Fire in its belly

The models and solutions on offer at Findhorn are not off-the-peg selections aimed at bored shoppers

Last week’s blog saw me down at the Green Heart of Hawick festival, celebrating GEN’s recognition that the battle for sustainability would be won on the streets of our villages, towns and cities, with ecovillages more akin to research laboratories than models to be widely replicated.

And yet, as I come back from another working weekend away – this time in Sweden (of which, more below) – I realise that this is not the whole story.

Re-entering the community is to be plugged into a living, thriving experiment in sustainability – rather as if dry theories on carbon footprint reduction had leapt off the page of their own volition to form a vibrant 3-D reality.

As I walk back into Findhorn on Monday early evening, the wind turbines are merrily dancing in the breeze, generating enough juice for the community here with plenty left to share with the national grid. Food scraps from the garden are making the journey back to the farm’s compost piles – with such sandy soils, soil enrichment is never-ending work.

Moray Arts Centre visitors



Visitors are leaving the just-opened exhibition in the Moray Arts Centre – as far as we know the UK’s only carbon-neutral arts centre, equipped with hyper-efficient lighting, geo-thermal heating and photo-voltaic panels that also export juice to the grid.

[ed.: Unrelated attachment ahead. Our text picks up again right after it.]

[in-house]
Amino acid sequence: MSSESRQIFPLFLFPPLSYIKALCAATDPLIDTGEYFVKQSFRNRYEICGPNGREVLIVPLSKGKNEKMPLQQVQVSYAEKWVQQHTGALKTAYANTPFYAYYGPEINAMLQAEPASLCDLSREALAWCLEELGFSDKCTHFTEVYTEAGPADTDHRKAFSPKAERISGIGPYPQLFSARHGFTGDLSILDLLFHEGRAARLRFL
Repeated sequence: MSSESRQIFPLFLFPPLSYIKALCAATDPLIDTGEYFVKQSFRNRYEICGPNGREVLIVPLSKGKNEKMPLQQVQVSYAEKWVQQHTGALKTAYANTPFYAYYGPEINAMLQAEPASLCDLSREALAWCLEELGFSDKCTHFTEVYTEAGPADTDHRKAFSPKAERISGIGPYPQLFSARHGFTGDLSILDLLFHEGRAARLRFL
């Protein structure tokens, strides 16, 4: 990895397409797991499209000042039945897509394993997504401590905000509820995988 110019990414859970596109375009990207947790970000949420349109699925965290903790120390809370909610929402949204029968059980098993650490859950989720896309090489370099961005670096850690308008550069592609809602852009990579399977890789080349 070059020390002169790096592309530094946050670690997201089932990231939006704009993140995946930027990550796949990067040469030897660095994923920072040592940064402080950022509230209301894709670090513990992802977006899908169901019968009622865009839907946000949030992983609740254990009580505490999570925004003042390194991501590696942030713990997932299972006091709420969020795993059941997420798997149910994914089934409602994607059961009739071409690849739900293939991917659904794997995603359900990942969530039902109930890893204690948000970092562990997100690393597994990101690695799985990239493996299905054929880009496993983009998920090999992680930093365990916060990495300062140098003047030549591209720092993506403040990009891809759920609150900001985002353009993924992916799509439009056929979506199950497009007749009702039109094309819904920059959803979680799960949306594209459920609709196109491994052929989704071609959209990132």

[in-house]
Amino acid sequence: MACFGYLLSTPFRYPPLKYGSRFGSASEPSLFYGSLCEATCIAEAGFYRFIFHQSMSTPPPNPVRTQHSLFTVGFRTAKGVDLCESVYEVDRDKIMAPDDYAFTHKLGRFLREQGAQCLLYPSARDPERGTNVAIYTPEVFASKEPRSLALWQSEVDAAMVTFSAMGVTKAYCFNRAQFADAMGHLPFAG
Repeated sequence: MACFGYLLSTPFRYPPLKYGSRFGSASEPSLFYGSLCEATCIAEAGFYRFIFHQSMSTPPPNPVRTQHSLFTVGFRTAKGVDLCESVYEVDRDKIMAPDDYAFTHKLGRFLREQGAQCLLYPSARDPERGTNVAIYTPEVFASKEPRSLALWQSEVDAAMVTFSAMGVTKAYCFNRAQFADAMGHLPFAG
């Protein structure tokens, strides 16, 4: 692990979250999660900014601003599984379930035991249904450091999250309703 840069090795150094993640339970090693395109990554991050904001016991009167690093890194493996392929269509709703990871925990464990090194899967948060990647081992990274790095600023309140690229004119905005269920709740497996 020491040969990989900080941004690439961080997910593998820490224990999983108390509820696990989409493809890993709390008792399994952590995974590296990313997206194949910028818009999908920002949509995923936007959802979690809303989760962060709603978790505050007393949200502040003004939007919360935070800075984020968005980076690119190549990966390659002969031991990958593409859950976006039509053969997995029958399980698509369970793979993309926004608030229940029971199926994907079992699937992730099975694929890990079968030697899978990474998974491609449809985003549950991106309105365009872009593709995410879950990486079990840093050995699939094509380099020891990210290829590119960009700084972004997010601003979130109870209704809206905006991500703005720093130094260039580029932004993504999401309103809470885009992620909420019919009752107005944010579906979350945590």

Meanwhile, in our main meeting area, a group of sixty community members – what!......on a sunny, Monday evening, is this entirely healthy? – gather to discuss the evolution of our decision-making structures as the community grows in size and diversifies.

This is no cold and sterile laboratory. The models and solutions on offer are not off-the-peg selections aimed at bored shoppers in the sustainability saloon. Rather, the research that Findhorn and other ecovillages around the world are engaged in has blood in its veins and fire in its belly.

Dare we imagine a world in which communities like this constitute not just the research stations but, for some at least, the models they will choose to call home? Why not?! As Oscar Wilde has it, ‘A map of the world that does not include Utopia is not worth even glancing at’.